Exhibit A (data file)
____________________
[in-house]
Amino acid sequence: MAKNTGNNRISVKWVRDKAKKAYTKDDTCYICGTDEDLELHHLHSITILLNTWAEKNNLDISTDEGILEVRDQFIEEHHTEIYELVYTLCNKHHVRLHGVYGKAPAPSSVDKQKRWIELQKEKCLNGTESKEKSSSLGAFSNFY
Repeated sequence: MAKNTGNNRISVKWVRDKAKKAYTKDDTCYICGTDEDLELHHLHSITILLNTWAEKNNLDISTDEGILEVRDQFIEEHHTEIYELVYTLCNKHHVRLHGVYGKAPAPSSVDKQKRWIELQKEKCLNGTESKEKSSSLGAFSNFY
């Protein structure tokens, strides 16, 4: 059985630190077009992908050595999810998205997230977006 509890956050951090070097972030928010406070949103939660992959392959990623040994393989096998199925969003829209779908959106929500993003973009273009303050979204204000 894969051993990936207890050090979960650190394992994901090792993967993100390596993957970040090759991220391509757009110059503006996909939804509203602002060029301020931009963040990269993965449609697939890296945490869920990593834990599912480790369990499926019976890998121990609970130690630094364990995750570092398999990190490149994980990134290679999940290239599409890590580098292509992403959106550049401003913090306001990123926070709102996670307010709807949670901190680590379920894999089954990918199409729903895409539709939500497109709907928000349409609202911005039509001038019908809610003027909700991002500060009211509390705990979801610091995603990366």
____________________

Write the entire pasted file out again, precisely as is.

[in-house]
Amino acid sequence: MAKNTGNNRISVKWVRDKAKKAYTKDDTCYICGTDEDLELHHLHSITILLNTWAEKNNLDISTDEGILEVRDQFIEEHHTEIYELVYTLCNKHHVRLHGVYGKAPAPSSVDKQKRWIELQKEKCLNGTESKEKSSSLGAFSNFY
Repeated sequence: MAKNTGNNRISVKWVRDKAKKAYTKDDTCYICGTDEDLELHHLHSITILLNTWAEKNNLDISTDEGILEVRDQFIEEHHTEIYELVYTLCNKHHVRLHGVYGKAPAPSSVDKQKRWIELQKEKCLNGTESKEKSSSLGAFSNFY
């Protein structure tokens, strides 16, 4: 059985630190077009992908050595999810998205997230977006 509890956050951090070097972030928010406070949103939660992959392959990623040994393989096998199925969003829209779908959106929500993003973009273009303050979204204000 894969051993990936207890050090979960650190394992994901090792993967993100390596993957970040090759991220391509757009110059503006996909939804509203602002060029301020931009963040990269993965449609697939890296945490869920990593834990599912480790369990499926019976890998121990609970130690630094364990995750570092398999990190490149994980990134290679999940290239599409890590580098292509992403959106550049401003913090306001990123926070709102996670307010709807949670901190680590379920894999089954990918199409729903895409539709939500497109709907928000349409609202911005039509001038019908809610003027909700991002500060009211509390705990979801610091995603990366």